THE incoming head of the company that plans to build 1,300 pylons across the country has admitted he would not like one within 50 metres of his home.
John O'Connor, who spent 11 years as head of An Bord Pleanala, also fuelled the pylon controversy by saying the masts impacted on people's properties, and he fully understood why communities were objecting.
He also said that landowners were entitled to compensation, and he would consider asking experts to look at placing high-voltage power lines underground.
His comments came during an appearance at a Dail committee yesterday where his fitness as incoming chair of national grid operator EirGrid was questioned by TDs and senators.
Admitting that communities would not welcome the enormous masts in their areas, he was asked if he would like to live near one.
"I wouldn't, to be honest. I wouldn't like to live close to a pylon, but who would?" he said.
"If it was very close to my house, I would feel . . . it would affect the residential amenities of the house. It would be visually intrusive if very close to you, it would cause shadows. A pylon very close to my house, I would prefer it not to be there."
An acceptable distance could be "50 metres" he added – the same minimum distance EirGrid plans to employ when locating pylons during the grid upgrade.
EirGrid plans a €3.2bn upgrade of the national grid up to 2025. The Grid 25 project will involve building 1,300 pylons across the country to allow more renewables to be used across the network.
Among the counties potentially affected by three major projects are: Cork, Waterford, Tipperary, Wexford, Carlow, Kilkenny, Laois, Kildare, Wicklow, Mayo, Roscommon, Monaghan, Meath and Cavan.
The plans have caused massive public controversy, with communities seeking to have the lines placed underground – a move ruled out by EirGrid on cost and maintenance grounds.
Mr O'Connor is the former chairman of An Bord Pleanala, which will decide if the towers – some up to 45 metres high – will be approved.
He has insisted there is no conflict of interest, saying he would not be involved in the planning process and there would be no "underhand arrangements".
He was nominated as chair of EirGrid by Energy Minister Pat Rabbitte, and is expected to be confirmed in the coming weeks.
During a two-hour grilling by the committee, Mr O'Connor said if appointed as chair, he would not "rule out" engaging independent experts to investigate if particular projects – including the Grid Link scheme, from Cork to Kildare – represented value for money and if power lines could be placed underground.
He was "determined" to ensure there was proper public consultation for major projects, and would look at EirGrid's "attitudes and training" in relation to how communities were consulted.
He was "disappointed" that the company was perceived as not listening, and he would ensure that all issues raised by the public would be properly addressed.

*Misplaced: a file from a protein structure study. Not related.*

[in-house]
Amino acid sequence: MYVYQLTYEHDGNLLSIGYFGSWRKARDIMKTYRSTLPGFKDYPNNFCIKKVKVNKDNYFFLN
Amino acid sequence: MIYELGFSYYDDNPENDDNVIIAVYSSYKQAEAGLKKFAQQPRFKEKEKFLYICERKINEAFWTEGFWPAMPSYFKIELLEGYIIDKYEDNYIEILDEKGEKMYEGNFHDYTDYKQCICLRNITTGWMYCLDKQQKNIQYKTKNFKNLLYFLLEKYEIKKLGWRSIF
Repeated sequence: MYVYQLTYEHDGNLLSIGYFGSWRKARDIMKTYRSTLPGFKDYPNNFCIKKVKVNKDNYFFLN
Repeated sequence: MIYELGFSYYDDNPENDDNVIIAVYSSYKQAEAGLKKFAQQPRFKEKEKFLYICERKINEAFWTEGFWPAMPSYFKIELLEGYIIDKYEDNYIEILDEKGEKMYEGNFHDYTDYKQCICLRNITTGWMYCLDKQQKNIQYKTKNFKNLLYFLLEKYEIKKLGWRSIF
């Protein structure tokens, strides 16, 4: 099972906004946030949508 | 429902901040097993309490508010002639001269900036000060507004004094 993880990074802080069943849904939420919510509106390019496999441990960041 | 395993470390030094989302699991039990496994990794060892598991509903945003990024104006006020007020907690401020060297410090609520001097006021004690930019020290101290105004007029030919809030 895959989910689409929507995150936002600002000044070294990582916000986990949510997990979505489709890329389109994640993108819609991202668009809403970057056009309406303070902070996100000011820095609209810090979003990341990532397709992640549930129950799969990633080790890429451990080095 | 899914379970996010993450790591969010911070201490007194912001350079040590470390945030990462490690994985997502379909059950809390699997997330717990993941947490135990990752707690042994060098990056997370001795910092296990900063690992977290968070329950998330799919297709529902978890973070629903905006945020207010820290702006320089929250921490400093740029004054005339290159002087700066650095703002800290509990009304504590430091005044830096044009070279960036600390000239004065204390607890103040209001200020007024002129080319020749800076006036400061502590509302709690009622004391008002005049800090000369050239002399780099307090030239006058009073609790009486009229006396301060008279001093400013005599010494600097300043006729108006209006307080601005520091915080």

Crucially, he did not disagree with a statement that pylons devalued properties.
"I think the valuation of property is something that will have relevance to EirGrid when they're making their application," he said. "I think community consultation is important and if there are impacts, communities should be compensated."
Independent TD Mattie McGrath said communities had "no faith" in the company because it engaged in a "sham" public consultation, while Fianna Fail said it could not support his appointment as chair due to his previous role as the country's chief planner.
Communities would feel they were working against a professional with a "unique knowledge" of how decisions were taken, Timmy Dooley said, adding he had "no questions" about his suitability for the role.
But Mr O'Connor refused to accept he was in any way compromised or had a conflict of interest, saying he had no involvement in the board since 2011 when he retired.
"I would like to take this opportunity to refute emphatically the reported suggestions that I would have a conflict of interest in taking up the position," he said.
"I will not involve myself in individual planning applications, attend oral hearings or anything of that nature. An Bord Pleanala is one body that is beyond reproach.
"The board is the totally independent arbiter of these applications and it would be an offence in law for anybody to seek to influence its decision improperly. There will not be any underhand arrangements. I wouldn't have taken the job if there was any suggestion of that. There is no conflict between my personal interests and those of EirGrid."
Mr O'Connor also said he did not know what his salary as chairman would be, and that he accepted the role because he believed in public service. The last chair, Bernie Gray, received €21,600 a year.